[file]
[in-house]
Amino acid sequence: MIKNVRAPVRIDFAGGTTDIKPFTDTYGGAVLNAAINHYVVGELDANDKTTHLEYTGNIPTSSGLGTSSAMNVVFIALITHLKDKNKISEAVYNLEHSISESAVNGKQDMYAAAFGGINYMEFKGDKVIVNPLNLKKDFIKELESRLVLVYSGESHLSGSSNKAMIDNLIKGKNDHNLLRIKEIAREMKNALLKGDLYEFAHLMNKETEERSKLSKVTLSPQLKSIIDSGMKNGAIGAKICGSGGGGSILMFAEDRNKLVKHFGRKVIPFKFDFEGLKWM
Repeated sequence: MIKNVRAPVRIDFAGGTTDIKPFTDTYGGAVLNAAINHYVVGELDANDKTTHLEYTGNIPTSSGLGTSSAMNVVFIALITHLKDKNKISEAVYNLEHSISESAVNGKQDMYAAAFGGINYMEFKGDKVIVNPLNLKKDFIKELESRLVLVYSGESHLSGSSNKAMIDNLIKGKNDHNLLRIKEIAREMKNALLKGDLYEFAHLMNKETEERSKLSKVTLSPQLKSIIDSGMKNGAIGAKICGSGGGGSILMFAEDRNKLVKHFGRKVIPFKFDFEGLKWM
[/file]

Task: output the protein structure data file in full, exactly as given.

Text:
[in-house]
Amino acid sequence: MIKNVRAPVRIDFAGGTTDIKPFTDTYGGAVLNAAINHYVVGELDANDKTTHLEYTGNIPTSSGLGTSSAMNVVFIALITHLKDKNKISEAVYNLEHSISESAVNGKQDMYAAAFGGINYMEFKGDKVIVNPLNLKKDFIKELESRLVLVYSGESHLSGSSNKAMIDNLIKGKNDHNLLRIKEIAREMKNALLKGDLYEFAHLMNKETEERSKLSKVTLSPQLKSIIDSGMKNGAIGAKICGSGGGGSILMFAEDRNKLVKHFGRKVIPFKFDFEGLKWM
Repeated sequence: MIKNVRAPVRIDFAGGTTDIKPFTDTYGGAVLNAAINHYVVGELDANDKTTHLEYTGNIPTSSGLGTSSAMNVVFIALITHLKDKNKISEAVYNLEHSISESAVNGKQDMYAAAFGGINYMEFKGDKVIVNPLNLKKDFIKELESRLVLVYSGESHLSGSSNKAMIDNLIKGKNDHNLLRIKEIAREMKNALLKGDLYEFAHLMNKETEERSKLSKVTLSPQLKSIIDSGMKNGAIGAKICGSGGGGSILMFAEDRNKLVKHFGRKVIPFKFDFEGLKWM